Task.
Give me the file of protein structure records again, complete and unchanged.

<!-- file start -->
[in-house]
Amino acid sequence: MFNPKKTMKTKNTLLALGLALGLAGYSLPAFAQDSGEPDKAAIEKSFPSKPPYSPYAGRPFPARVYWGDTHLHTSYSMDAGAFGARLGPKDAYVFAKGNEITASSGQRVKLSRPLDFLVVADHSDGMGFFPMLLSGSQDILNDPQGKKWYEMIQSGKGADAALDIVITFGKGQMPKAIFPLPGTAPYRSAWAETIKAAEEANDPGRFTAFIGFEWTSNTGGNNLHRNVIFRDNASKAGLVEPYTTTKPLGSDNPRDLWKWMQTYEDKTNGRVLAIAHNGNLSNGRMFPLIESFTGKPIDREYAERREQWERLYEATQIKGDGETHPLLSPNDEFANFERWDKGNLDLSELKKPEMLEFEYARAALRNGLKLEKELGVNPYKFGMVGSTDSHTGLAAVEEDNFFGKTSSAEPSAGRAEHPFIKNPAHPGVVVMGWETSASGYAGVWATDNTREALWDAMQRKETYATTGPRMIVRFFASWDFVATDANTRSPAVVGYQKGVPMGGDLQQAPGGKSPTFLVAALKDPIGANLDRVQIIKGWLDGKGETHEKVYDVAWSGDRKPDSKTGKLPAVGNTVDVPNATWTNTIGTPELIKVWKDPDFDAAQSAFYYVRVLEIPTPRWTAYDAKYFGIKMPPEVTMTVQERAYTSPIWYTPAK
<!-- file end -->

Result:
[in-house]
Amino acid sequence: MFNPKKTMKTKNTLLALGLALGLAGYSLPAFAQDSGEPDKAAIEKSFPSKPPYSPYAGRPFPARVYWGDTHLHTSYSMDAGAFGARLGPKDAYVFAKGNEITASSGQRVKLSRPLDFLVVADHSDGMGFFPMLLSGSQDILNDPQGKKWYEMIQSGKGADAALDIVITFGKGQMPKAIFPLPGTAPYRSAWAETIKAAEEANDPGRFTAFIGFEWTSNTGGNNLHRNVIFRDNASKAGLVEPYTTTKPLGSDNPRDLWKWMQTYEDKTNGRVLAIAHNGNLSNGRMFPLIESFTGKPIDREYAERREQWERLYEATQIKGDGETHPLLSPNDEFANFERWDKGNLDLSELKKPEMLEFEYARAALRNGLKLEKELGVNPYKFGMVGSTDSHTGLAAVEEDNFFGKTSSAEPSAGRAEHPFIKNPAHPGVVVMGWETSASGYAGVWATDNTREALWDAMQRKETYATTGPRMIVRFFASWDFVATDANTRSPAVVGYQKGVPMGGDLQQAPGGKSPTFLVAALKDPIGANLDRVQIIKGWLDGKGETHEKVYDVAWSGDRKPDSKTGKLPAVGNTVDVPNATWTNTIGTPELIKVWKDPDFDAAQSAFYYVRVLEIPTPRWTAYDAKYFGIKMPPEVTMTVQERAYTSPIWYTPAK